Customer Service: Talk the Way People Talk

I recently read a blog post advising customer service people that they should never say, “I don’t know.” The writer […]

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I recently read a blog post advising customer service people that they should never say, “I don’t know.” The writer advised that they should say, “I’m sorry; I do not have that information.” In a comment, I said that “I don’t know is perfectly acceptable, as long as you immediately say: “I will find out for you.”

Instead of telling the truth (“I don’t know”), the writer suggests that you:

  •     Apologize (for what are you sorry, I wonder)
  •     Speak a phrase that is not natural

I can hear the conversation now:

“What are we having for dinner?”

“I’m sorry; I do not have that information.”

If there’s one thing I’ve learned working in many customer-facing roles over the years, it’s that people would much rather have you sound like a human than like a script. There will be times, even if your organization excels at knowledge management, that you don’t have the information necessary to answer the question the customer has posed. It’s OK! No one can know everything, and something new happening will sometimes outrun your knowledge base.

It’s not OK to say, “I don’t know,” and leave it at that. You should:

  •     Let the customer know that you will find the answer to their question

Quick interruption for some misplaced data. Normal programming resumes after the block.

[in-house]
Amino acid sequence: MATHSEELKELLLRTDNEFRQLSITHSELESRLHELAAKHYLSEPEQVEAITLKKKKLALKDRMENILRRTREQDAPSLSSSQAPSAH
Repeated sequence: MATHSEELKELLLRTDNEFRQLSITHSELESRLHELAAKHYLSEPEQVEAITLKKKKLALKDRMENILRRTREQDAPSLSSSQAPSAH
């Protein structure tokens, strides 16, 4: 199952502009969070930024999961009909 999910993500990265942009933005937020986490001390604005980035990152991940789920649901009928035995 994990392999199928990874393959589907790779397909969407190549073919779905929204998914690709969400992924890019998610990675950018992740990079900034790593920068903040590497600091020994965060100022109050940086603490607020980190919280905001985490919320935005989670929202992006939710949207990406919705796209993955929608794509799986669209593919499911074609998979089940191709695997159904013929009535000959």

•     Give them an estimate of how long it will take to get the answer
  •     Meet or beat the estimated time

If you cannot get the answer within the time you have asked the customer to wait, contact them back via the same channel they contacted you (phone call, chat, text, etc.) and let them know you are working on getting the answer and will give them an update within a stated time. If you promise a customer that you will call them back within 15 minutes, call them back in 12 with either the answer or an update. Exceed their expectations.

While your manner of speech or writing should not be sloppy or slangy when you are dealing with a customer, you should not sound overly formal, technical, or scripted, unless you must read a script for legal or regulatory compliance reasons. (Yes, there is an exception to every customer service rule.)

Your customers are often tense and/or frustrated when they contact support. Speaking or writing to them in a natural, human way tends to put them at ease. If you want customers to trust you, you have to develop that trust by being human and then following through on what you say you will do.

Talk the way people talk.

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